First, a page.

St. Louis, MO—Based on evidence that administering ketamine could curb postoperative pain and lower the need for opioid painkillers postsurgery, the drug often is used in small quantities during surgical procedures.
More recent research even suggests that ketamine holds promise for easing postsurgical delirium in older patients.
A new study published in The Lancet reports, however, that the benefits are not as great as hoped and that the downsides are also significant.
Led by Washington University School of Medicine in St. Louis researchers, the study determined that ketamine doesn’t lower levels of pain or reduce the need for pain-killing opioid drugs after surgery.
Furthermore, according to the study, older patients who received ketamine during surgery are at increased risk for hallucinations and nightmares in the recovery room and for several days following their procedure.
“In recent years, there’s been a big increase in the amount of ketamine given in the operating room because clinicians are trying to prevent pain after surgery without relying on opioid drugs,” explained first author Michael S. Avidan, MBBCh, a professor of anesthesiology and of surgery at Washington University. “We found that the current practice of giving low doses of ketamine to patients during surgery is not having the desired effect. So we need to determine whether higher doses might be more effective, or we need to find other alternatives to opioids.”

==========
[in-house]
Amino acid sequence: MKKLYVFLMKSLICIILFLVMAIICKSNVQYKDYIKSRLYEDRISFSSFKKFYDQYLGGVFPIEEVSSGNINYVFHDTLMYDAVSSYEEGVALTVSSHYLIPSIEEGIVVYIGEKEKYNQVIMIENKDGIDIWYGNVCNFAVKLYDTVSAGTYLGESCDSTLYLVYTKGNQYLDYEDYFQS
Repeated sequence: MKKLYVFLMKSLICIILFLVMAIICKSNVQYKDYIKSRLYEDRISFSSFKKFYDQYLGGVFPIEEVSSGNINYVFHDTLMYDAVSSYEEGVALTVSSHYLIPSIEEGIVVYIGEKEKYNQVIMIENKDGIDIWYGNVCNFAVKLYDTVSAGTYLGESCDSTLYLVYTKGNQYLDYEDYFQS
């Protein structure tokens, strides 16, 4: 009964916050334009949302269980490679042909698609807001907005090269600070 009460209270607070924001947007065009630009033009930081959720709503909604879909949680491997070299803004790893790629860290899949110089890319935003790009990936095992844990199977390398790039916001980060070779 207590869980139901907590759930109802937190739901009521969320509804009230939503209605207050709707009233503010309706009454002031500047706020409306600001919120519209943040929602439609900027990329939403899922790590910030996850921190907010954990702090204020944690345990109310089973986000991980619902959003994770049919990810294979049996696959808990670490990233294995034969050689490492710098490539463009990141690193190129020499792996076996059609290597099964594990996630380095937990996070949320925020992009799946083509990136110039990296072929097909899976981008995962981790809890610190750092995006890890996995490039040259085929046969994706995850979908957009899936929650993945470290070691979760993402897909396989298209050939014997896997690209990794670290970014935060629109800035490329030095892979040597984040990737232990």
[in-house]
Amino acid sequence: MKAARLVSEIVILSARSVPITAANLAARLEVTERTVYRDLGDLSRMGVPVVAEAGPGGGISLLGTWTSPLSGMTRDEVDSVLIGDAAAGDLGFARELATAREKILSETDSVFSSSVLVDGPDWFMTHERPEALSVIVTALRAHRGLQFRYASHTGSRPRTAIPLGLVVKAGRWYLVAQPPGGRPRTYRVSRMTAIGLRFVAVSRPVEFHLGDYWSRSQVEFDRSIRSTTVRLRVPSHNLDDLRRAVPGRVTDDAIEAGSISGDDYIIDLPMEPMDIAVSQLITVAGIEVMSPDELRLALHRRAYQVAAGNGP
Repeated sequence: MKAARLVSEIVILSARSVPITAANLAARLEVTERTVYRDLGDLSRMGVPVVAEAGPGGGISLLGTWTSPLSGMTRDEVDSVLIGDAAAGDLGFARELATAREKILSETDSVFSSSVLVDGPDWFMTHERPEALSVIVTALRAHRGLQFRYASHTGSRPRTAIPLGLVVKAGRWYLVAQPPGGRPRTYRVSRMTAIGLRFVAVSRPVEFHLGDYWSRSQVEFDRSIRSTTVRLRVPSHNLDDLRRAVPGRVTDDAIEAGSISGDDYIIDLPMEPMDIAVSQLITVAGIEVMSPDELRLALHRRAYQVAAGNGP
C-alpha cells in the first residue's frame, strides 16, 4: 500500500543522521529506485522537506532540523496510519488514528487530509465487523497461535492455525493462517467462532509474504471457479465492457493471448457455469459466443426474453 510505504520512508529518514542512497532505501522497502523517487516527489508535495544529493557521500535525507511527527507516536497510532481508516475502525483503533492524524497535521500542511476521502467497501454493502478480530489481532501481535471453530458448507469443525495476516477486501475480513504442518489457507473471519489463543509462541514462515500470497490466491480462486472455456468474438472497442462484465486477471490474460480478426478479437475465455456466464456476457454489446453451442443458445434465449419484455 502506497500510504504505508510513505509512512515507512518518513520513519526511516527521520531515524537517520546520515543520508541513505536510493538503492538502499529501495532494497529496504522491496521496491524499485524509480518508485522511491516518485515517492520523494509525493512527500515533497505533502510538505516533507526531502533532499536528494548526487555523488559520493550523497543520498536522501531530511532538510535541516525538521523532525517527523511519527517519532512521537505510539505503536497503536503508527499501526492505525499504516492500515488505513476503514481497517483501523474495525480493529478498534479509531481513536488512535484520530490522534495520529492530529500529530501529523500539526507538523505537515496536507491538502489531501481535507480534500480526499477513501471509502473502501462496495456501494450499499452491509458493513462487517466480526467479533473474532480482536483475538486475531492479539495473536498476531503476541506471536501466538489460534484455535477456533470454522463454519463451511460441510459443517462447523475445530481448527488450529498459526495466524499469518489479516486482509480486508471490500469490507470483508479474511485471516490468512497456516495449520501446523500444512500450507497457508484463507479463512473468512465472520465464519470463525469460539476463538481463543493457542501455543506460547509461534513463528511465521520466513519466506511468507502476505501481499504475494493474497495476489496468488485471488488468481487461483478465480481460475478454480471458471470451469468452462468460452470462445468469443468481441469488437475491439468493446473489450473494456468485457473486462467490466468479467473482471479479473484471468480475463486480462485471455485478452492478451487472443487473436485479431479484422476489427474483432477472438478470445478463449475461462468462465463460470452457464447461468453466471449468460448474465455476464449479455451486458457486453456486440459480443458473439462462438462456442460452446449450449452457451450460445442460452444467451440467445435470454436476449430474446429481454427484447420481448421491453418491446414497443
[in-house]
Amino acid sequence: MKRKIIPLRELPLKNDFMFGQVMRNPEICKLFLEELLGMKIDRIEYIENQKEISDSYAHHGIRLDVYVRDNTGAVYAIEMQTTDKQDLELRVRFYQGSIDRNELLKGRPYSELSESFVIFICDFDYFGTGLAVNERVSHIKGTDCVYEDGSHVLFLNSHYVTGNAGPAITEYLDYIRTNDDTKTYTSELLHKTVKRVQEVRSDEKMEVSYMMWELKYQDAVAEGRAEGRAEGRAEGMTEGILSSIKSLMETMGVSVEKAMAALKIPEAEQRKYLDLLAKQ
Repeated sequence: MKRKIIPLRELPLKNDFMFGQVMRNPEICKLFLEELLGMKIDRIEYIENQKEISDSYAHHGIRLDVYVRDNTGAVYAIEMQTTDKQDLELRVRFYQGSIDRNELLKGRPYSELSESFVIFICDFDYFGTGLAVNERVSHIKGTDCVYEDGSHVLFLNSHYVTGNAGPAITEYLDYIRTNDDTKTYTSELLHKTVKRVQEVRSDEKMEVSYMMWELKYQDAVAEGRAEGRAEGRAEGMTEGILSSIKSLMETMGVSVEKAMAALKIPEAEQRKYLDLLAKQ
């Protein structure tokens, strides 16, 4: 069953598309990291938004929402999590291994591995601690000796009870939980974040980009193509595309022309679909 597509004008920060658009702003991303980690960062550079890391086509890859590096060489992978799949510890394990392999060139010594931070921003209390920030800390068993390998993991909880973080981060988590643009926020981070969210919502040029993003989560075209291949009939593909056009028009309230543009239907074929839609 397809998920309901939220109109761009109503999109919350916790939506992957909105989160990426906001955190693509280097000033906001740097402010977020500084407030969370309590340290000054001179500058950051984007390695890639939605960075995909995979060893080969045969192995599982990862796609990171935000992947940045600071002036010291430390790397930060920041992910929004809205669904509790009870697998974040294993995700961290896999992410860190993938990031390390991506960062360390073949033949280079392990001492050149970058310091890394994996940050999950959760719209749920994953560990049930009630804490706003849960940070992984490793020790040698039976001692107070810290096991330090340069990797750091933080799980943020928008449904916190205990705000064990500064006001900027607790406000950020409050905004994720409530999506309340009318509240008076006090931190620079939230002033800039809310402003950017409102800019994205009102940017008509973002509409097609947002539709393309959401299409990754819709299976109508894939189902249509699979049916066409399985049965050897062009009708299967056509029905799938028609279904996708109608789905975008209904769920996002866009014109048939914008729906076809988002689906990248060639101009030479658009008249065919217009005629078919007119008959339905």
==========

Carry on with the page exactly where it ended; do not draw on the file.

For the study, 672 surgery patients, at least 60 years old, were tracked in the United States, Canada, India, and South Korea. During surgery, the patients received either no ketamine, a very low dose of the drug, or a slightly higher dose. The doses of ketamine were in line with the amounts administered by anesthesiologists seeking to lower patients’ levels of postoperative pain.
After surgery, the patients were questioned about their pain, while researchers kept track of the amount of opioids needed to control the pain and evaluated the patients twice daily for delirium, which can include confusion, agitation, and an inability to recognize friends and family members.
“When patients become delirious after surgery, they tend to spend more time in the intensive care unit, have longer hospital stays and have a greater chance of dying,” Avidan added. “Overall, patients who develop delirium have worse outcomes and are at higher risk for long-term cognitive decline. So it's really important to try to prevent it if we can.”
He suggested the common practice of giving low doses of ketamine during surgery be reconsidered, adding, “Our study didn’t indicate that it was effective.”
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